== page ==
The Suburban Food Forest

Creating A Backyard Ecosystem

Why A Food Forest?

I bought my house in small town Northern NSW in 2016 and, after one monsoonal year, spent the next three struggling with drought and severe water restrictions. I knew I would have to find a better way if I was going to produce a steady supply of food in this garden. Which is when I discovered the food forest.

A food forest addresses a lot of the uniquely Australian issues that our predominantly Anglo concept of vegetable gardening does not. Put simply, a food forest is essentially a self sustaining mini eco-system where food is produced in different layers – the tree canopy, understorey, perennial veg, herbs, roots and fungi. The benefits of a food forest are that:

  • They create shade (preferably dappled shade) – essential in most areas of Australia during long hot summers, which are likely to get longer and hotter
  • Shade cools the temperature of the soil – good for plant roots and soil organisms
  • Shade cools the air temperature – good for plants and good for me!
  • Shade means less water use
  • Tree canopy creates leaf litter – absolutely the best compost ever
  • The interaction between a variety of plants increases their vigour and resistance to disease and pests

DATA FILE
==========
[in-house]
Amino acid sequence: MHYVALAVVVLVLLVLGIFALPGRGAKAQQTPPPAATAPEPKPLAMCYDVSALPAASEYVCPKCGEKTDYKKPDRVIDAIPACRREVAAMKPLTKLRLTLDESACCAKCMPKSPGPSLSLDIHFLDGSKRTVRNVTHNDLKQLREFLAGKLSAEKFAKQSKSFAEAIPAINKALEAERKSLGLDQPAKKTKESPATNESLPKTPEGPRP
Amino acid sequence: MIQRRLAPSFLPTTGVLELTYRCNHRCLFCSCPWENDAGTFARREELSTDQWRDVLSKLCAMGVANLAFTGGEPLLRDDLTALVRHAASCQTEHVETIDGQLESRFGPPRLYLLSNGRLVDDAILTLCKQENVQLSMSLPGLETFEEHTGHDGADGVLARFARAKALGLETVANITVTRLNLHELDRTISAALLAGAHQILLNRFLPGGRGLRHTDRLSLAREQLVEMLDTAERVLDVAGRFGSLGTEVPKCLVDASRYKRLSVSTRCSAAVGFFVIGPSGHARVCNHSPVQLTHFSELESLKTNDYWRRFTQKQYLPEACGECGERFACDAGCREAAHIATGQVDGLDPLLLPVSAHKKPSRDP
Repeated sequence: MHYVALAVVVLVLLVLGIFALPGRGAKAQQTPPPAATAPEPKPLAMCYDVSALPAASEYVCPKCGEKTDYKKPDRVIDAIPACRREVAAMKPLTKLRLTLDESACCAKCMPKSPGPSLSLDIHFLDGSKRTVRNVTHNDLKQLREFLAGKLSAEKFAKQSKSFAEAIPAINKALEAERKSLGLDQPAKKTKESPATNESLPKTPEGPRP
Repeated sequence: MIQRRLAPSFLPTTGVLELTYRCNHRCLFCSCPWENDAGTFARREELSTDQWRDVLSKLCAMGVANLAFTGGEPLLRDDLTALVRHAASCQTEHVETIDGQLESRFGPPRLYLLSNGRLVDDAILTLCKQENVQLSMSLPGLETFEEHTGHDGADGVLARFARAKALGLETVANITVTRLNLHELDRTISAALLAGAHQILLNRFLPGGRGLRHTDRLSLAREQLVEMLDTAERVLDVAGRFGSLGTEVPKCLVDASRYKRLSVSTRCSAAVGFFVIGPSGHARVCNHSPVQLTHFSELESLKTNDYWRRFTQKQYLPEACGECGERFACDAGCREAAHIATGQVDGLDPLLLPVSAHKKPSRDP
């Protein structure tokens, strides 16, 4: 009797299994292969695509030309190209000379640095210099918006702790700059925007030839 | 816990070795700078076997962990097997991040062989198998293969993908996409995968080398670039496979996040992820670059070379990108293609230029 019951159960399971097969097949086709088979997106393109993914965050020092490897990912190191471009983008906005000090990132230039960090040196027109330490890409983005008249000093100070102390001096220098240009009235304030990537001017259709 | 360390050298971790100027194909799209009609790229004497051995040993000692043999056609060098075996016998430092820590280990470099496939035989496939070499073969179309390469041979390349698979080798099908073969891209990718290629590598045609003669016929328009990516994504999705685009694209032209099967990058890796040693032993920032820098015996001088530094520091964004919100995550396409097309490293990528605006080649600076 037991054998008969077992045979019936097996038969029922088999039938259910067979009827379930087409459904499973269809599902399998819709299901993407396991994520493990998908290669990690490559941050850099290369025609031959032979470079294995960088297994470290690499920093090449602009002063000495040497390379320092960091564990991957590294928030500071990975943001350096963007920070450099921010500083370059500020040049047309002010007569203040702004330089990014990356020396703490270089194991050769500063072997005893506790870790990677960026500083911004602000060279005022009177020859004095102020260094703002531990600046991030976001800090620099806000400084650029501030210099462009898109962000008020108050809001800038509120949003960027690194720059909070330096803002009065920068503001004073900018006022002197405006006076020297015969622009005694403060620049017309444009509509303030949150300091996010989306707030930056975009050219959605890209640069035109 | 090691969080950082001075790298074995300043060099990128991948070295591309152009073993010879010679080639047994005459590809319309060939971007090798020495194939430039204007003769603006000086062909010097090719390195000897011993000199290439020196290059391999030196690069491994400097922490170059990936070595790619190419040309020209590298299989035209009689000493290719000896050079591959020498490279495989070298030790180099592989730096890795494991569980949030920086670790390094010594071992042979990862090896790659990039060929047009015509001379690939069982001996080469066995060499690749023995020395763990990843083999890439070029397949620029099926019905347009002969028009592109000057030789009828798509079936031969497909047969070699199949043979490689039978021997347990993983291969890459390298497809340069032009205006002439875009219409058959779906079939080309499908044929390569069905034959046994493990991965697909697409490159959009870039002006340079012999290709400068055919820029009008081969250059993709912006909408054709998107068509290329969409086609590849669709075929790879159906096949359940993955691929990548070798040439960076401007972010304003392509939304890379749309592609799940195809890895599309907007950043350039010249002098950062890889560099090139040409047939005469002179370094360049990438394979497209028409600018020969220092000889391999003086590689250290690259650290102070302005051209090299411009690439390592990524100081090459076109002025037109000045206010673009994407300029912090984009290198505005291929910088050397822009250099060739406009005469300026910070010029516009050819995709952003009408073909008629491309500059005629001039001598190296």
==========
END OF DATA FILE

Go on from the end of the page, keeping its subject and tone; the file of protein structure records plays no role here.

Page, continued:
• The creation of a forest-like garden provides habitat for a greater diversity of birds, animals and insects – good for the garden and good for the animals
  • Once the food forest is more or less established, it becomes far lower maintenance than traditional garden beds (that’s the plan anyway!)

My tiny forest is 240sqm. It is not the ideal of a pure permacultured garden – for example I currently have no chooks or other livestock and the only animals in my garden are the wild ones that visit for food. But I am encouraging diversity into the garden, the goal being to create that self-sustaining mini eco-system that will produce the greatest yield for the minimum of labour.

After almost five years I am not there yet, but that is mainly due to many wrong turns along the way – which I will share with you! It is more of a bumbling work in progress as I struggle through problems and find solutions that sometimes turn out to be disasters, but other times turn out to be strokes of genius.

I hope this blog shows the potential that lies in every back lawn and patch of dirt. I will share my experiences and learning, as well as the journey of a small group of people creating a community food forest in our regional town. I will document the joys and challenges, and visit other gardeners and food foresters to see what they are doing. I also hope this will be a place to meet virtually with others who are doing similar or who want to so feel free to leave comments and contact me.


I am privileged to be living and gardening on Bundjalung land. I pay my respect to the Galibal people of Djanangmum, the original custodians of this land, and acknowledge that their land was never ceded.